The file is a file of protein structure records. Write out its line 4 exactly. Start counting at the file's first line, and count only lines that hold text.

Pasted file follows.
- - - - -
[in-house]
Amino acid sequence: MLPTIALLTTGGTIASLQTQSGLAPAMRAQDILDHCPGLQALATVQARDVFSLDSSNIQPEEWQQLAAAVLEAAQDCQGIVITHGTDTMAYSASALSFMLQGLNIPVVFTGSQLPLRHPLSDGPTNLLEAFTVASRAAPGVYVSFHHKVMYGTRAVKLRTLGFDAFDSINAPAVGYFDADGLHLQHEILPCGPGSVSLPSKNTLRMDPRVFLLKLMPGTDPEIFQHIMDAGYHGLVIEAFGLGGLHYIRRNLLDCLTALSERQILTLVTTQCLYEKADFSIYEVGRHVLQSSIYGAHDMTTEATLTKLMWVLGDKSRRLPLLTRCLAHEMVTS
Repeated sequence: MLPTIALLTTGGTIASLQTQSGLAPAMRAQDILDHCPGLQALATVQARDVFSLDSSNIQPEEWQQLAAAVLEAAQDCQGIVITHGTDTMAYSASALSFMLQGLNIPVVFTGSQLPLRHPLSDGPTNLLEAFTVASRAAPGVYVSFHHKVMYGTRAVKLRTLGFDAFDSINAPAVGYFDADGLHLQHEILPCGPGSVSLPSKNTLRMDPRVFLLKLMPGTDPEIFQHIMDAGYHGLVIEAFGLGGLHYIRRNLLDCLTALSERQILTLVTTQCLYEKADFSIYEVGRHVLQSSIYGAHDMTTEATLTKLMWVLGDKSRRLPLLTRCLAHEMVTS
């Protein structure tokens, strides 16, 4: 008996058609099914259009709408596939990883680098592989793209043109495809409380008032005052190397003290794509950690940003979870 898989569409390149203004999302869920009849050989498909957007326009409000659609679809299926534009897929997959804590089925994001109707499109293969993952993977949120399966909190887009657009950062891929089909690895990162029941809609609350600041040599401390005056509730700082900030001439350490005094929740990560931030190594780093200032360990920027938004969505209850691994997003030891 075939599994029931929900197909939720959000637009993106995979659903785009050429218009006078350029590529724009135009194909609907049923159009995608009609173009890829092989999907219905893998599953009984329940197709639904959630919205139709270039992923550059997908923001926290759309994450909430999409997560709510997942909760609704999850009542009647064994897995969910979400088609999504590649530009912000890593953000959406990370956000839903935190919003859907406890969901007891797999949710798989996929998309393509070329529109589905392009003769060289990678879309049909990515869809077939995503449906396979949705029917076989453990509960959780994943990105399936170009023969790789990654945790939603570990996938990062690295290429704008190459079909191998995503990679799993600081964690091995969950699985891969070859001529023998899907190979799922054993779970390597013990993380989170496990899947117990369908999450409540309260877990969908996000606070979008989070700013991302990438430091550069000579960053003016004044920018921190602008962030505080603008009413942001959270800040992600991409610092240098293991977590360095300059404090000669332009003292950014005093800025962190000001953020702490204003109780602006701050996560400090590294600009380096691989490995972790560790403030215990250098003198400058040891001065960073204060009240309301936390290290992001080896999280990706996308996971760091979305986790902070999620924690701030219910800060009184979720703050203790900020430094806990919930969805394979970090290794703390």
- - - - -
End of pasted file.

């Protein structure tokens, strides 16, 4: 008996058609099914259009709408596939990883680098592989793209043109495809409380008032005052190397003290794509950690940003979870 898989569409390149203004999302869920009849050989498909957007326009409000659609679809299926534009897929997959804590089925994001109707499109293969993952993977949120399966909190887009657009950062891929089909690895990162029941809609609350600041040599401390005056509730700082900030001439350490005094929740990560931030190594780093200032360990920027938004969505209850691994997003030891 075939599994029931929900197909939720959000637009993106995979659903785009050429218009006078350029590529724009135009194909609907049923159009995608009609173009890829092989999907219905893998599953009984329940197709639904959630919205139709270039992923550059997908923001926290759309994450909430999409997560709510997942909760609704999850009542009647064994897995969910979400088609999504590649530009912000890593953000959406990370956000839903935190919003859907406890969901007891797999949710798989996929998309393509070329529109589905392009003769060289990678879309049909990515869809077939995503449906396979949705029917076989453990509960959780994943990105399936170009023969790789990654945790939603570990996938990062690295290429704008190459079909191998995503990679799993600081964690091995969950699985891969070859001529023998899907190979799922054993779970390597013990993380989170496990899947117990369908999450409540309260877990969908996000606070979008989070700013991302990438430091550069000579960053003016004044920018921190602008962030505080603008009413942001959270800040992600991409610092240098293991977590360095300059404090000669332009003292950014005093800025962190000001953020702490204003109780602006701050996560400090590294600009380096691989490995972790560790403030215990250098003198400058040891001065960073204060009240309301936390290290992001080896999280990706996308996971760091979305986790902070999620924690701030219910800060009184979720703050203790900020430094806990919930969805394979970090290794703390």